Let’s talk about DoubleSpeak. Orwell’s DoubleSpeak, as applied in our day, started as a minor annoyance; it has become endemic in our society. Everything is subject to DoubleSpeak, nothing is protected.
Back in the day, especially after the Roe v Wade decision, a war of words began. Those who were against abortion were so because they believed in the sanctity of life, the lives of both the mother and the unborn child. These people favored protecting life and cast themselves as being “pro-life”.
On the other side of the issue were those who favored a woman’s decision, for whatever reason, to terminate her pregnancy. Let’s be clear, the term “pregnancy termination” is a nice way of referring to ending the life of a human being. Rather than accept the term of “pro-abortion,” that seemed to be accurate, these people tried to clean up their image and referred to themselves as “pro-choice”. In turn they referred to those who were in favor of the protection of all life, over abortion, as “anti-choice”.
Yes, the manipulation of words began. Fast forward to modern times.
When one hears the word “health,” I would guess that most think of whatever it takes to promote health, or well-being, over sickness, prolonged life as the result of health over death, the result of sickness.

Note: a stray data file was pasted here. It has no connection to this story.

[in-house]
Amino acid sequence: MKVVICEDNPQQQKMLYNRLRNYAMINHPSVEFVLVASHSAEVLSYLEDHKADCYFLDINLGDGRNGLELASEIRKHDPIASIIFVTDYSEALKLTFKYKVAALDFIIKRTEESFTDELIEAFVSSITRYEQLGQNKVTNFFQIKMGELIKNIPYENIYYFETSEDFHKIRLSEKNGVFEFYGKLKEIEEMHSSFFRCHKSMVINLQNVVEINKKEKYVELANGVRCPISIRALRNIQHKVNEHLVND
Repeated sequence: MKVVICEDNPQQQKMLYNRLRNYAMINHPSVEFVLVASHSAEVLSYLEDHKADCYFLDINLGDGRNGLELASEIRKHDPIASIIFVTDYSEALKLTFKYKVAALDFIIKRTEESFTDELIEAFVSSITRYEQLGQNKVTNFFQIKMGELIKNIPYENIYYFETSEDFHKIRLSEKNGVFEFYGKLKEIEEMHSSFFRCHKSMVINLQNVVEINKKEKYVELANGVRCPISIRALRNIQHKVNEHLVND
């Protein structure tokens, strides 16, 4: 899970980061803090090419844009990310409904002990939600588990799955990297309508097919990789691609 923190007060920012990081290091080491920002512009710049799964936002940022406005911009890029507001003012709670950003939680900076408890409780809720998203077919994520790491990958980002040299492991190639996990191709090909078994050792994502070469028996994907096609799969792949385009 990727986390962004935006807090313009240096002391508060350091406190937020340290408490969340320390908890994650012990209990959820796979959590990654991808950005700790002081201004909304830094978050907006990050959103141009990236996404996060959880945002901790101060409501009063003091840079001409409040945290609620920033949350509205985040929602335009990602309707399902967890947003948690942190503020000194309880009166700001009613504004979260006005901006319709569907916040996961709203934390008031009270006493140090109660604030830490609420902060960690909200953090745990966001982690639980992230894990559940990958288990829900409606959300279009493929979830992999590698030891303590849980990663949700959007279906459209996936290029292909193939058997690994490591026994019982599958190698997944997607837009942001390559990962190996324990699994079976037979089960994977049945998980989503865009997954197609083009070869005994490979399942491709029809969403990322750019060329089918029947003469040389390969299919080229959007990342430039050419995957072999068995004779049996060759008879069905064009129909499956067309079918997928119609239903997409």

Now let’s think about “reproductive health” and what picture that term presents. We’ve defined “health”, how about “reproduction”? Well, “reproduction” has to do with procreation, as far as I can tell. What does Merriam-Webster think?
1. the act or process of reproducing
specifically : the process by which plants and animals give rise to offspring and which fundamentally consists of the segregation of a portion of the parental body by a sexual or an asexual process and its subsequent growth and differentiation into a new individual
Given the meanings of the words “health” and “reproduction”, how does combining the two words together yield the idea of ending a life through abortion?
DoubleSpeak at its best. In fact, whenever the left needs to take control of a conversation, it introduces DoubleSpeak and assigns, heretofore unknown, novel meanings to words that have been understood otherwise since time immemorial.
Come on, man… Change My Mind!